Brianne Miers ’99

Brianne MiersSince 2010 Brianne Miers ’99 has been a familiar face within the Syracuse University Alumni Club of Boston. Serving as club president for the past three years, she was committed to offering a wider variety of events—including volunteer, networking, and cultural gatherings—to engage alumni of all ages and their families. Miers’ term ended in July, but she remains actively involved with the club and loves interacting with her fellow alumni.

Why did you choose to attend Syracuse as an undergrad?

I wanted to study broadcast journalism and was attracted to the Newhouse School because of its reputation as being one of the best communications schools in the country—the best, in my opinion! Additionally, my cousin was a freshman in the music industry program when I was a high school senior, and Syracuse became my top choice after visiting her for a weekend and experiencing college life for the first time.

Tell us about some of your more memorable SU experiences. What has proven to be the most meaningful to you?

I’m incredibly lucky to have used the knowledge, skills, and connections gained through my Newhouse education every day since graduation. I don’t understand the people who say your college major doesn’t matter, because it undoubtedly set me on the path to a rewarding and successful career.

I’m also very thankful for my group of friends—including my randomly assigned freshman roommate and three other sets of roommates from our dorm room floor (Flint 2C). We’ve remained close through marriages, kids, moves, and crazy schedules, and we manage to all see each other a few times a year.

Do you have a favorite SU memory?

There are too many memorable experiences to share, but I’ll never forget rushing “M Street” with thousands of other students after Syracuse went to the Final Four my freshman year and staying up all night celebrating.

How did you end up in Boston and become involved with the alumni club?

I moved to Boulder, Colorado, after graduation and later relocated to Washington, DC, for graduate school. I sporadically volunteered with those cities’ alumni clubs and attended events like the New Student Send Offs. In 2008 I moved to Boston but didn’t seek out the club for two years. When I did, however, I got involved with the board right away. After two years of mostly focusing on community service activities, I took over as president.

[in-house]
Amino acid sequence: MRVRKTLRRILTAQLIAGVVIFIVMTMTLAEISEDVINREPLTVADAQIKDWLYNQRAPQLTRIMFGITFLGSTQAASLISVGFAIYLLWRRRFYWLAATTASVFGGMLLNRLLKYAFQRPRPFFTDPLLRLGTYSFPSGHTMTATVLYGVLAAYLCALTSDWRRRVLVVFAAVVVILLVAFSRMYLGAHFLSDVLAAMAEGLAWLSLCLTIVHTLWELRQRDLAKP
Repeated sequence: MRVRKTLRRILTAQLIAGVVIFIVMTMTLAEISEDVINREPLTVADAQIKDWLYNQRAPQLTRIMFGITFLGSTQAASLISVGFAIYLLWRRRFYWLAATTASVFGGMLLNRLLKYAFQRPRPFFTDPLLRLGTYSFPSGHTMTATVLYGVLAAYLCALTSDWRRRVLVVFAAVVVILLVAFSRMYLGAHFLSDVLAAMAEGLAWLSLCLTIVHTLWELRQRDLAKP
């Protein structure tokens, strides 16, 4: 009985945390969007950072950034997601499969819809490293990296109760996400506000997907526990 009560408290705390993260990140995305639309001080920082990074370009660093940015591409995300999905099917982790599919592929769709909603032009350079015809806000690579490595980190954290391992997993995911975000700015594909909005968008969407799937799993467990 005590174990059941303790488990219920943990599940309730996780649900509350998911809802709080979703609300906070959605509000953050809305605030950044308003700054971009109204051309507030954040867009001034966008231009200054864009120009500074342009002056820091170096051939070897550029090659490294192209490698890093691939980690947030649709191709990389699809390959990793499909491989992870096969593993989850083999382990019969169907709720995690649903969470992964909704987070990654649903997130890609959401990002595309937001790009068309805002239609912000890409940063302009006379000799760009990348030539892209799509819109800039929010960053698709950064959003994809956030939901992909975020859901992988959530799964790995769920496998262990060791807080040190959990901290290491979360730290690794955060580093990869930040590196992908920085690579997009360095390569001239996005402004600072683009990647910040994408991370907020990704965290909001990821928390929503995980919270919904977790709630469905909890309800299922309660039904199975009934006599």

What are you most proud of looking back at your tenure as club president?

Most of my first year was spent working very hard to formalize club operations, expand programming, and strengthen relationships with local alumni leaders and the University. Today, the Boston club is considered a model for other clubs in the country, and I’m very proud of that.

It was bittersweet to hand over leadership recently, but the new co-presidents—Samantha Lordi ’07 and Natasha Olejar ’14—and the rest of the board members are very committed, and I’m sure they’ll make the club even better.

Now that your term has concluded, how do you plan to stay involved with Syracuse?

It still feels weird not to be planning activities, attending meetings, and coordinating volunteers, but I’ll continue to serve as a resource to the current club and SU staff, as well as network with students and alumni. In September I served as a moderator for the Success in the City panel discussion on entrepreneurship, and I hope to help plan other networking events in the future.

Tell us about the work you’re doing now.

Two years ago I decided to strike out on my own and start my communications consulting business, Kind Communications, working primarily with nonprofits and start-ups. I also recently started a travel blog called A Traveling Life to share my travels, and give advice and encouragement to other professionals wanting to see the world while maintaining their careers.